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Yehuda Leib HaLevi Ashlag (Baal HaSulam)

Letter No. 40

1927, London

To the honorable students:

This week I received a double portion of letters from the portions Shlach [Send] and Korah. Last week I did not receive any letters and I thought that you didn’t write today because on the third day of the portion, Korah, it’s been a full year since I have left you.

Regarding the impression of ... with the question ... regarding, “you did not see any image,” to the point that he wrote me that even Solomon’s wisdom would not be enough to answer such a question, I call on him the words of our sages: “Do not judge your friend until you are in his shoes.” If I had even Moses’ wisdom, of whom it was said, “And he beholds the image of the Lord,” he would be able to blunt his teeth, too, for there is a form in spirituality.

What I wrote is according to the view of fools, who interpreted the word “form” and the word “image” as one. But I am surprised at you—in a place where I ground wheat into flour for human consumption, you turned the flour into wheat again to chew on like a beast of the wild.

I elaborated extensively on the matter of form and disparity of form, which is only the difference between the Emanator and the emanated. It is necessary that we find some discernment for which it will be called “emanated” and not “Emanator,” and I placed “the name” on that discernment, to be able to engage in it and speak of it.

This is why I called it “disparity of form” and “equivalence of form.” Sometimes I call it, “great Dvekut [adhesion]” and “little Dvekut.” It can also be named by any name we want in order to explain this matter.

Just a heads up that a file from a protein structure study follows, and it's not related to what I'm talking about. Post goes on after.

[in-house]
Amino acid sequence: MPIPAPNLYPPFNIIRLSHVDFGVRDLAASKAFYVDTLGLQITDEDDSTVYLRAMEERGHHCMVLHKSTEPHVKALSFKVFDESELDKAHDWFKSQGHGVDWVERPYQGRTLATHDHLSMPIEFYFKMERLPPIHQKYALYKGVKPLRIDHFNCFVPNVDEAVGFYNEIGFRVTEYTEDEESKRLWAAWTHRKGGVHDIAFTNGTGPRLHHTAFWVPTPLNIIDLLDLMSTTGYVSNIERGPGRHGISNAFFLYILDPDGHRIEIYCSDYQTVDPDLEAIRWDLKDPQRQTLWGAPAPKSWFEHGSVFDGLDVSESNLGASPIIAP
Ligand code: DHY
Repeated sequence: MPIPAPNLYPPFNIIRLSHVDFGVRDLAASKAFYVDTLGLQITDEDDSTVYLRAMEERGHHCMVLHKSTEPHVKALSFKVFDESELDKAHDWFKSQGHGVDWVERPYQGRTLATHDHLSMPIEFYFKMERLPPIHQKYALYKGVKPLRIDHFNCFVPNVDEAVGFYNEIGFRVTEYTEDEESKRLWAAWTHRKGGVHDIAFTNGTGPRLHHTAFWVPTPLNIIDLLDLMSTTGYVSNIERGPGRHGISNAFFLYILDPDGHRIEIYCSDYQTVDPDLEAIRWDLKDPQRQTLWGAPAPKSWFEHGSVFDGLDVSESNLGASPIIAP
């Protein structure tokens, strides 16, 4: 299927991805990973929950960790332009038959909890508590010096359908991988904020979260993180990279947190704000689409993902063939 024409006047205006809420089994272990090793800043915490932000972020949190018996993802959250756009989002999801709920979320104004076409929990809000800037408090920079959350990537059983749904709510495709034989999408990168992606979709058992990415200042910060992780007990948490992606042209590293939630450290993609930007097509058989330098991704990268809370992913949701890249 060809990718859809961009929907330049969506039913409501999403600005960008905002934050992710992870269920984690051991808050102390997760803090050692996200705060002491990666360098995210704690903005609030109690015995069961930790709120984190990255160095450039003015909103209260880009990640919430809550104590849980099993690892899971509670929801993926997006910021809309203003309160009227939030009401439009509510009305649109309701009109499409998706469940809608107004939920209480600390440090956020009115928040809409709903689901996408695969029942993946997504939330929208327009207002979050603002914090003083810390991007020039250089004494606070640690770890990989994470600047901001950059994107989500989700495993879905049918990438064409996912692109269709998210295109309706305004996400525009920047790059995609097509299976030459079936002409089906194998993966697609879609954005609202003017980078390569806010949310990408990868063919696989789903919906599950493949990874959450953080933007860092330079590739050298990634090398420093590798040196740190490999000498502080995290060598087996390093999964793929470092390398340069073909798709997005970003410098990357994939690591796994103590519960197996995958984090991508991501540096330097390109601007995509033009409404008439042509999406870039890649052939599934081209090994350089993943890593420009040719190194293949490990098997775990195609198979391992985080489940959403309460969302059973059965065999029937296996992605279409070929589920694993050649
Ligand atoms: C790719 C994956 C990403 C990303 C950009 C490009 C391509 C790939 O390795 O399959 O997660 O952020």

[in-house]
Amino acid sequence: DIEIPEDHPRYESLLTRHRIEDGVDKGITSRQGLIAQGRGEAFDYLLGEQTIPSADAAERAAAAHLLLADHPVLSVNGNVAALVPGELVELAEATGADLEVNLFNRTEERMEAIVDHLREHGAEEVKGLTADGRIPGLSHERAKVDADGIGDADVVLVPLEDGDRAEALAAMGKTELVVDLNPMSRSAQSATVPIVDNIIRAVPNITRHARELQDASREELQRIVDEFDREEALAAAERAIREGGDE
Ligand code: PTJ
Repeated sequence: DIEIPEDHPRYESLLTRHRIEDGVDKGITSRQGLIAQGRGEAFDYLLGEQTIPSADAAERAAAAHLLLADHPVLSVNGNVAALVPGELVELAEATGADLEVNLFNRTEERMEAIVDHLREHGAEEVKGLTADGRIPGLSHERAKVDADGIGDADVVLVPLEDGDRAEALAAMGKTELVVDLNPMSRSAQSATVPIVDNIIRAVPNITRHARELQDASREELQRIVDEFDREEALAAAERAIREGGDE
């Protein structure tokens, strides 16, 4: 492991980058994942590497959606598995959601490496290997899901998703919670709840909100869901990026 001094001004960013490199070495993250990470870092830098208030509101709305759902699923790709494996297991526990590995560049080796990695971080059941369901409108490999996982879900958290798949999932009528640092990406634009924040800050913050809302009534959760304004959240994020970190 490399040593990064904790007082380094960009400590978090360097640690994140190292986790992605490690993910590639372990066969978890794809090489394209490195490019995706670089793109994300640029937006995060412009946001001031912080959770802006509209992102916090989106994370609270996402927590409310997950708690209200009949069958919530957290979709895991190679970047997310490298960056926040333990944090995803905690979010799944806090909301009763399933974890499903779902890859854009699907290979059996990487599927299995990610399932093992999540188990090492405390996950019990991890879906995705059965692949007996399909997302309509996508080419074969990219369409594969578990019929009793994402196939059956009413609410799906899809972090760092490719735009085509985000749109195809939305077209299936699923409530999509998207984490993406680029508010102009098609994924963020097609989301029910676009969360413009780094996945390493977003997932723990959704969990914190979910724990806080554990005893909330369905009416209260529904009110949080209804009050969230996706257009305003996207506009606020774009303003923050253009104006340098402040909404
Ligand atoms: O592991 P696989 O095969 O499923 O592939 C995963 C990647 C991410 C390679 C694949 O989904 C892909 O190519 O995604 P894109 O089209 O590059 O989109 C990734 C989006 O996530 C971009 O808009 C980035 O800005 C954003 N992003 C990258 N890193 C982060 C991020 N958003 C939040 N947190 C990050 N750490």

Once we have ground [analyzed] the matters from several pages in the book, he made them wheat again, and materialized the box of the form, clothing it in a corporeal image until his hands and legs were hopelessly tied up in this image. It is written explicitly in the Torah, “For you did not see any image,” while here it writes that there is form, disparity of form, and equivalence of form... I elaborated in your words to evaluate your inclination toward externality, that one needs to look into one’s actions.

The precision that Rav ... makes regarding the name Ein Sof [infinity] and “the light of Ein Sof,” the wording in the book, My Desire Is in The Lord: “And all those worlds and Malchut were included in the upper world, each of them. Also, they are included in Keter, and the whole of Ein Sof, inside of which all the worlds, etc., and everything was one unity, and all was Ein Sof,” thus far his words, word for word.

And what he wrote in the title of the book The Holy Tongue, p 20, I didn’t know the initials of that title, nor suffixes.